For this reason I left you in Crete, that you would set in order what remains and appoint elders in every city as I directed you, namely, if any man is above reproach, the husband of one wife, having children who believe, not accused of dissipation or rebellion. For the overseer (Gk. episkope) must be above reproach as God's steward, not self-willed, not quick-tempered, not addicted to wine, not pugnacious, not fond of sordid gain, but hospitable, loving what is good, sensible, just, devout, self-controlled, holding fast the faithful word which is in accordance with the teaching, so that he will be able both to exhort in sound doctrine and to refute those who contradict. (Titus 1:5-9 NASB)
Therefore, I exhort the elders among you, as your fellow elder and witness of the sufferings of Christ, and a partaker also of the glory that is to be revealed, shepherd the flock of God among you, exercising oversight not under compulsion, but voluntarily, according to the will of God; and not for sordid gain, but with eagerness; nor yet as lording it over those allotted to your charge, but proving to be examples to the flock. (1 Peter 5:1-3 NASB)
But, on the positive side, a Godly and diligent "elder" was worthy of "double honor" (1 Timothy 5:17), who would receive an "unfading crown of glory" when the Chief Shepherd appears (1 Peter 5:4)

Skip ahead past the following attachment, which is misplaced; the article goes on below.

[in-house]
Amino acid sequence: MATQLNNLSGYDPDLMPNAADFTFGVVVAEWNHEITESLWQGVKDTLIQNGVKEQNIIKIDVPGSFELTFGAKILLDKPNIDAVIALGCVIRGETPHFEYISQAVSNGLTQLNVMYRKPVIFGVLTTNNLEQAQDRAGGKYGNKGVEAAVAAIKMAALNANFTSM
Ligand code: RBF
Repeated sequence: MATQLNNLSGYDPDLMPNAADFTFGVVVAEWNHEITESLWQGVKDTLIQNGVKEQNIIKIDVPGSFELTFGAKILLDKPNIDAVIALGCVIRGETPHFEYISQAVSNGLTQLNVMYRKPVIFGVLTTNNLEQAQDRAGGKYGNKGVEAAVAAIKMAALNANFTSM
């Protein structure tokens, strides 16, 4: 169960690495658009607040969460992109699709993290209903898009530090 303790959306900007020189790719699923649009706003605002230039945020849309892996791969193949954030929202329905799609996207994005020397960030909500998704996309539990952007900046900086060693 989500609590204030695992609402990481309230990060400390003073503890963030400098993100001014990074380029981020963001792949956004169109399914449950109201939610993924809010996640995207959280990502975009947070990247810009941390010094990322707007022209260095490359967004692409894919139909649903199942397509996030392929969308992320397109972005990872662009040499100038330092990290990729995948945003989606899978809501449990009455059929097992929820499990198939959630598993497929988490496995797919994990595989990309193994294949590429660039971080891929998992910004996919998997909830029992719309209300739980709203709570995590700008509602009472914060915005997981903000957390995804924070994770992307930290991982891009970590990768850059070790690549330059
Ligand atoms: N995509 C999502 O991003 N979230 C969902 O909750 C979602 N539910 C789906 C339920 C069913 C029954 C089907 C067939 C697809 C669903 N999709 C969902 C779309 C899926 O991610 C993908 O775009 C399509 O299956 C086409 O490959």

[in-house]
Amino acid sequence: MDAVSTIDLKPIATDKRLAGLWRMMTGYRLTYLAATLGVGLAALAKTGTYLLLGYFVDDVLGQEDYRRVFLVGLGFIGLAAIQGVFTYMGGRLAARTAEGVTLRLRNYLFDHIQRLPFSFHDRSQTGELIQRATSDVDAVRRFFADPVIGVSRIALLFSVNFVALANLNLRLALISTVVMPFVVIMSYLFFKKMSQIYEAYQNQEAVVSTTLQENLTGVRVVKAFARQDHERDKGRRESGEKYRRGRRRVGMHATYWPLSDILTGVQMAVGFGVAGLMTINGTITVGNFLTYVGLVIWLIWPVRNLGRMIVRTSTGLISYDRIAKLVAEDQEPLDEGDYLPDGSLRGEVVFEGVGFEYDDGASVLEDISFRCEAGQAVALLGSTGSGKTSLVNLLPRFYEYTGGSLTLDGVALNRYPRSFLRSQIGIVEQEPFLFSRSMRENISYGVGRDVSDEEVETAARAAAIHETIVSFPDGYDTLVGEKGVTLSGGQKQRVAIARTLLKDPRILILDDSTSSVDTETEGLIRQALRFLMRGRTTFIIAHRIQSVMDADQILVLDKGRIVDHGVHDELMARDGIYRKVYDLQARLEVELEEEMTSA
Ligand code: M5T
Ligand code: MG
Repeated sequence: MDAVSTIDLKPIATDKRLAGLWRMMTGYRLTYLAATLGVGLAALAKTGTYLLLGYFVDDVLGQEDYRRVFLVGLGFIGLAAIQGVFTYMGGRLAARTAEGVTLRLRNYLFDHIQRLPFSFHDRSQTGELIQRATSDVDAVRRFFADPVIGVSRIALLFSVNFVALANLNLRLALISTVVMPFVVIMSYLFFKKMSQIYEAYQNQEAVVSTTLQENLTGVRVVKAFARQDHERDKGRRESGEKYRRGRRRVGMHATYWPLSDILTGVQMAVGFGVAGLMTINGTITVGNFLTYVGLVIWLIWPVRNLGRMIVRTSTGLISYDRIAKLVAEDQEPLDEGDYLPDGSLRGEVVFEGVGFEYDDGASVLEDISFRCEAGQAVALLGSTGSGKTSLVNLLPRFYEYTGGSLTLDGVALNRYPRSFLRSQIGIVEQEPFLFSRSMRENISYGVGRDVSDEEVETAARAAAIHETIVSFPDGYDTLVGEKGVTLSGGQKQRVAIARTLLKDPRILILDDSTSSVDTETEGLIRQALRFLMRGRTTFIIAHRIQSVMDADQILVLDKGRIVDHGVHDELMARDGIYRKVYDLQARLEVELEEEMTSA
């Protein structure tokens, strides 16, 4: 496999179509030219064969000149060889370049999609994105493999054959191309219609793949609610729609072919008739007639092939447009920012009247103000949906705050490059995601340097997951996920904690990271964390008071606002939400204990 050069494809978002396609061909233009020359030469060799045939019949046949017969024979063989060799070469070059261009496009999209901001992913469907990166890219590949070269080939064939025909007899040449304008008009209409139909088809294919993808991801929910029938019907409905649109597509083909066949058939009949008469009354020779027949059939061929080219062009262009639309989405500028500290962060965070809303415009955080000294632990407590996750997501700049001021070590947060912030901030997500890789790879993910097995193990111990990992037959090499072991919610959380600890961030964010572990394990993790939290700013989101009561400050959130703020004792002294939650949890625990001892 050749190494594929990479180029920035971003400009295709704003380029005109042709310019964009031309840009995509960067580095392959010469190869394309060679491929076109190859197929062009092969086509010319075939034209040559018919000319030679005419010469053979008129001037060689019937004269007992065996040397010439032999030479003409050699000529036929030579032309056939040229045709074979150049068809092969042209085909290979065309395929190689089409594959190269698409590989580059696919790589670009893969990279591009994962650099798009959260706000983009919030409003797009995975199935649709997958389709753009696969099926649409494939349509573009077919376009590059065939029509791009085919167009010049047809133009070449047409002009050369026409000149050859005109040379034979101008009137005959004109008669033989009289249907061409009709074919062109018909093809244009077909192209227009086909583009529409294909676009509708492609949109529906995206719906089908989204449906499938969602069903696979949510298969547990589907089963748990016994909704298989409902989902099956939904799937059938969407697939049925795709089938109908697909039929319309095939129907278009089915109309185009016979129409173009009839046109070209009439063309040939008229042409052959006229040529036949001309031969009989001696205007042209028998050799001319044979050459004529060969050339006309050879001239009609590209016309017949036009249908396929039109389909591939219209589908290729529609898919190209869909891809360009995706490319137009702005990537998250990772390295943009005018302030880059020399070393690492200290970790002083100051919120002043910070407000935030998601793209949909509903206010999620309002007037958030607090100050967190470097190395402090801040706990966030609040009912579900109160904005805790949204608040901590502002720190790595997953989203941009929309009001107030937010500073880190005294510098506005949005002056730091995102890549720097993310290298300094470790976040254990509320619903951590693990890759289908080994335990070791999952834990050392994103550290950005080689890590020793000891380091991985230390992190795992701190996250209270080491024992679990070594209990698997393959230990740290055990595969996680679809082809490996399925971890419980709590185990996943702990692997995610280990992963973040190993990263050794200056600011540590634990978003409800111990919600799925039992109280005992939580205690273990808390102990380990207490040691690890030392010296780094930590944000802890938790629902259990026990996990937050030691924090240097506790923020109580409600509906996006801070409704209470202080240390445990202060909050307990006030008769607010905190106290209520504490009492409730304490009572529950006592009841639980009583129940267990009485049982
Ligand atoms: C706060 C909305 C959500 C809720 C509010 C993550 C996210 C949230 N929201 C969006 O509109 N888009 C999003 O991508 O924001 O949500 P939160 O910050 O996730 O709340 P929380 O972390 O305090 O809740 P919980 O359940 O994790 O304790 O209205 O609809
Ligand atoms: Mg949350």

How The Elders Were "Appointed"?
The Greek word tithemi used quite often in the New Testament, literally and figuratively means, "to place", or to "appoint". For example
They laid hands on the apostles and put (tithemi) them in a public jail. (Acts 5:18 NASB)
Therefore because of the Jewish day of preparation, since the tomb was nearby, they laid (tithemi) Jesus there. (John 19:42 NASB)
In this sense 1) Jesus chose His own disciples, 2) God chose Paul to be an apostle and 3) chose the other apostles, teachers, prophets etc. of the early church
1) You did not choose Me but I chose you, and appointed (tithemi) you that you would go and bear fruit, and that your fruit would remain, so that whatever you ask of the Father in My name He may give to you. (John 15:16 NASB)
2) For this I was appointed (tithemi) a preacher and an apostle (I am telling the truth, I am not lying) as a teacher of the Gentiles in faith and truth. (1 Timothy 2:7 NASB)
3) And God has appointed (tithemi) in the church, first apostles, second prophets, third teachers, then miracles, then gifts of healings, helps, administrations, various kinds of tongues. (1 Corinthians 12:28 NASB)
However tithemi is not the word used when Titus was instructed to appoint "elders" in every city
For this reason I left you in Crete, that you would set in order what remains and appoint (cheirotoneo) elders (presbuteros) in every city as I directed you, (Titus 1:5 NASB)